I am writing a daily blog on preparing spiritually and physically

to lead a Pilgrimage of 100 miles in September.

for details of the Pilgrimage, click on the dropdown Cotwold Pilgrimage bar at the top of this page 

Today has been a curate’s egg kind of day.

This morning, I stood at the happiest place: the arrivals gate. Oh the joy of hearing the cries of delight, the sobs of joy, the squeals of pleasure, as loved ones were reunited.

Smiles and laughter. Hugs and kisses. Exclamations and enthusiasm.

Would my own loved ones ever come through that door?

And would I recognize them?

I always have that ridiculous fear when waiting for my family and friends – that I won’t recognize them.

But of course I always do.

There they are!

And my eldest granddaughter she leaps up into my arms, words spilling out to tell me of the overnight flight and all that she, they, have done.

And her younger sister holds out her arms – she’s balanced precariously in her car seat on top of the luggage.

My poor daughter  is pushing the luggage AND the buggy – so is doubly glad to see me.

The happiness of reunions and being welcomed and recognized.

Surely a foretaste of arriving home in heaven?

Of being welcomed and recognized and swept up in joy and affirmation.

* * * *

And then this afternoon.

The unhappiest place to be: driving across a hot dusty crowded London. Friday afternoon in a tired capital.

It’s only 14 miles door to door:  it took exactly two hours and ten minutes.

People were hot and tired and frustrated.

Horns blared and bleated.

Finger gestures were indescribable.

Cars were cutting in and cutting up and cutting out.

Voices were raised.

It was all too tempting to join in.

And then something reminded me of Amy Carmichael and her writing.

Her book IF


If a sudden jar can cause me to speak an impatient, unloving word, then I know nothing of Calvary love. *

*For a cup brimful of sweet water cannot spill even one drop of bitter water however suddenly jolted.


How sweet was my spirit this afternoon?

What flavour was spilt?


* * * *

No walking today.  Fewer than 1,000 steps, after the ten, and eleven and twelve thousand of earlier days.


Relationships take priority over rules.

Joy over judgement.

Tomorrow is another day: and I am booked for a 7 mile hike with a friend – to Hampstead Heath and back.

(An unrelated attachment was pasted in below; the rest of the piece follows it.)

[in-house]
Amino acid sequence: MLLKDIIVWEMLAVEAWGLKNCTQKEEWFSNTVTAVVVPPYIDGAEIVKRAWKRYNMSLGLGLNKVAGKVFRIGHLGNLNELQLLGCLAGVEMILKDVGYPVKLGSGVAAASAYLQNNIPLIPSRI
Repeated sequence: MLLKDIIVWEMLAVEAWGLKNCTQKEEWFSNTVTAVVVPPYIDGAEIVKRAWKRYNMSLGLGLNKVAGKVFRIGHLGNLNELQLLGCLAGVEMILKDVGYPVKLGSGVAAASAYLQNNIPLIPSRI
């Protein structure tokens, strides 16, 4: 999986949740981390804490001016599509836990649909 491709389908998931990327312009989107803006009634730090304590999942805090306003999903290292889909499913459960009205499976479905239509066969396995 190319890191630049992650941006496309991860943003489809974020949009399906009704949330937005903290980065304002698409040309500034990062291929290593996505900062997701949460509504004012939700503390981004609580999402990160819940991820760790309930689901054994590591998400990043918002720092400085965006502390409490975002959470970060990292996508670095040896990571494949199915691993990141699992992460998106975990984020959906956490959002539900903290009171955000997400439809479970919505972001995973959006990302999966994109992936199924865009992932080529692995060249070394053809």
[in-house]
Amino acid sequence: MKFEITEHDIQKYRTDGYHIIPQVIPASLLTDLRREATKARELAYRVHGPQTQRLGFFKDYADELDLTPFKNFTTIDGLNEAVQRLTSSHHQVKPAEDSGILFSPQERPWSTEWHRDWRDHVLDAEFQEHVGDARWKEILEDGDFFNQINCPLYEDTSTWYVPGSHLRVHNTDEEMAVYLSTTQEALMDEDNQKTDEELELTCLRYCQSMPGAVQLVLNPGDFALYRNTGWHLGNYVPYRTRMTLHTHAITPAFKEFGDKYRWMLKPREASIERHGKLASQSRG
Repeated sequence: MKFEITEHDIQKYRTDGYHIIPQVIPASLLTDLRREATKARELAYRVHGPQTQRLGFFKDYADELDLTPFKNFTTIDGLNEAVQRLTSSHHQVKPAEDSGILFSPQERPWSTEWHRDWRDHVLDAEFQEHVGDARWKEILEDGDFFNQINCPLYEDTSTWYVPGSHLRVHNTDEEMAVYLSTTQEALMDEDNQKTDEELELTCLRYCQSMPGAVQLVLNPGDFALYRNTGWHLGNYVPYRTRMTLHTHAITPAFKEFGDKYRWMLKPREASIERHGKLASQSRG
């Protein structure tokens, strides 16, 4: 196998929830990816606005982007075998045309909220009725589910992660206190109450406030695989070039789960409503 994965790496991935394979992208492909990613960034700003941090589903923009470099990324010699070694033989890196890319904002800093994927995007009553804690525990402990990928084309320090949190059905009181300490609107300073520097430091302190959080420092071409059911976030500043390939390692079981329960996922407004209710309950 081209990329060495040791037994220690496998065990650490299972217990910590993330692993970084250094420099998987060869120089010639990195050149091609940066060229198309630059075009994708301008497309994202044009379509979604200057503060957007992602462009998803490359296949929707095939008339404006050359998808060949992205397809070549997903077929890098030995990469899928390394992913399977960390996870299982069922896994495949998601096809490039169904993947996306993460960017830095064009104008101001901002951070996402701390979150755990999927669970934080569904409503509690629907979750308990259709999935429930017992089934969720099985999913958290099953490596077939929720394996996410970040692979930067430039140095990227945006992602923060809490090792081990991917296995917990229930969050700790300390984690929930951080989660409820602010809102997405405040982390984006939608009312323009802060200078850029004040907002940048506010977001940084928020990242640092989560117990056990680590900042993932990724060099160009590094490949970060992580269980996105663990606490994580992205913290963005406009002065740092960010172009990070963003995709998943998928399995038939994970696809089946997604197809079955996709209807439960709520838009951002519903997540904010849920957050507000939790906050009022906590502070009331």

And then a powerplates session.

* * * *

And I’ve been in the happiest of places today.

I’m grateful.


It’s good to have my girls back.





I will restore to you the years the locusts have eaten (Joel 2:25):

A Guest Post by Penelope Swithinbank

I was really honoured and excited to be asked to write a guest post for Anita Matthias on her blog spot


Here it is again in case you missed it

I can remember how it felt – that walking across the Square, arms stretched long with shopping bags.


I can remember how it felt  - that looking at our church, heart stretched hard and cold with unbelief.


I can remember: before coming to that church the years of losing everything – the business I had started, homes and cars and income, all lost; the worldly stuff I had held so dearly, gone.  Taken by God, vindictively it seemed.But then came this church.  Its large draughty  Victorian Rectory. My life turned upside down and not in the way I wanted. For I had enjoyed my status: 20th century vicar’s wives did not usually head up their own nationwide company.


Gone. All gone.


I was tired, so tired of it all.


* * *


But then I remember: that clergy wives’ conference, days after crossing the Square. The reluctant going, the fear of being thought an abject failure, the hesitancy in case someone uncovered my unbelief. A speaker – who was she? And what did she have to say? Lost in time. But then, oh then, another speaker, who spoke creatively, humourously, and who then asked us to stand so the Lord could minister to us.